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The OWI and Hollywood's Portrayal of the Allies

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By the autumn of 1943, the once-antagonistic demands of propaganda and popular culture began to dovetail. The result was not unlike the process by which the PCA came to be accepted in Hollywood. As the studios learned that working with the OWI brought predictability and profit without damaging the moguls’ control of production, they were only too ready to cooperate. The results were visible in all areas of Hollywood production—the home front, the allies, the enemy, and the hope for a peaceful postwar world.

The OWI’s hopes for a suitable treatment of the home front were well realized in David O. Selznick’s monumental SINCE YOU WENT AWAY (1944). Bell praised the “corking story,” and his successor, William Cunningham, thanked Selznick for his "splendid cooperation with this office. " As seen in chapter 7, the film traces the experience of an idealized middle-class Ohio family as they cope with the father departing for war, the mother getting a factory job, and a daughter losing a boyfriend in battle; on a snowy Christmas Eve, the family receives the report of the father’s return to safety. Selznick included a host of OWI-approved vignettes to promote the war effort: the family cheerfully enduring travel on a crowded train, a sailor ponying up five months’ salary for war bonds, a well-heeled businessman improbably willing to pay 100 percent in income tax, and a stout matron praising the taste of margarine in comparison to butter. SINCE YOU WENT AWAY , concluded Commonweal’s reviewer, Philip Hartung, was “the definitive home-front movie…until a realist comes along to show us what life is really like in America during World War II.”

A realist would have found abundant dramatic material in the tensions that suffused the home front. Not surprisingly, neither the PCA-limited studios nor the OWI’s propagandists wanted to really tackle those issues. Instead, they crafted a message of reassurance as Americans tried to cope with the bewildering gender, racial, and labor conflicts that Selznick papered over in his idyll of Ohio middle-class domesticity.

Working women raised anxieties that the OWI was eager to dispel. The agency reported “all cheers and hosannas” for RKO’s TENDER COMRADE (1943), a Ginger Rogers vehicle that was Hollywood’s most systematic treatment of women’s wartime role. With a screenplay by the Communist Party member Dalton Trumbo, TENDER COMRADE praised working women, scolded women who hoarded scarce war goods or indulged in the black market, and gave women some of the good speeches that usually went to men about what we were fighting for. Yet for all the film’s supposed feminism, the OWI failed to notice that the film remained imprisoned in Hollywood gender conventions. Women are most intent on catching a man; the film implies that, when the war ends, they will leave the assembly line without complaint for their “normal” place in the kitchen and the nursery. Nor did the all-male production staff allow the heroine to grieve over her husband’s death in combat. Instead, they converted this private moment into a platform for instructing wives and sweethearts on how to place their loved ones’ deaths in geopolitical perspective.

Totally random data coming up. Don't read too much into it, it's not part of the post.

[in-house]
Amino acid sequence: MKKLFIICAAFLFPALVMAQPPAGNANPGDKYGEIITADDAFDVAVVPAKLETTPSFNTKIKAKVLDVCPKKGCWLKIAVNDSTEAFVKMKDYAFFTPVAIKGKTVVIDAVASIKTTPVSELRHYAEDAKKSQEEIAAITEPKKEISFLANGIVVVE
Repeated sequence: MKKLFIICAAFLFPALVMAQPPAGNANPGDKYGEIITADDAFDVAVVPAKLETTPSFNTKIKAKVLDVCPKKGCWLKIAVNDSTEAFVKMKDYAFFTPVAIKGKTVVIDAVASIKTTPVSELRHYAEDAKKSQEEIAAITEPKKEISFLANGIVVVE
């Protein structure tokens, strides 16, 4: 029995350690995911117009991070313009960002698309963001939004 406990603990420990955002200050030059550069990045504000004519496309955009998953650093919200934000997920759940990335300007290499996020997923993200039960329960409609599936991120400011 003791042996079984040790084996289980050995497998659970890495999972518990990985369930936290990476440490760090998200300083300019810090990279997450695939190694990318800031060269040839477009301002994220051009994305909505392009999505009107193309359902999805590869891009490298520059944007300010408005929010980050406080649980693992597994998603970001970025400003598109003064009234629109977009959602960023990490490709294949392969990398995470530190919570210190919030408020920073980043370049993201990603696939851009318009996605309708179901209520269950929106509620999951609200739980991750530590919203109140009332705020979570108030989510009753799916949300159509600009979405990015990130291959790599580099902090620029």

The OWI also hoped to use the movies to improve race relations—one of the most conspicuous wartime problems. Jim Crow still suffused American law and mores, and the United States fought for democracy with a rigidly segregated army and navy. Race riots seared major cities like Detroit. The OWI paid lip service to a campaign led by Walter White, head of the NAACP, and Wendell Willkie, chairman of the 20th Century-Fox board, to improve the depiction of blacks. Some advances were made in improving what had been, with few exceptions, a dismal record. In a few instances, blacks won better roles, although they were often limited, like Lena Home’s role in STORMY WEATHER, to the cinematic ghetto of the song-and-dance revue. In other cases, they were dignified minor roles, such as Leigh Whipper helping to avert a lynching in THE OX-BOW INCIDENT, and LIFEBOAT’S Canada Lee being treated at times as an equal by his fellow survivors, though his previous occupation as a pickpocket is also highlighted. MGM’s BATAAN sped up the integration of combat units by a decade by adding Kenneth Spencer to a platoon, if in a distinctly secondary position.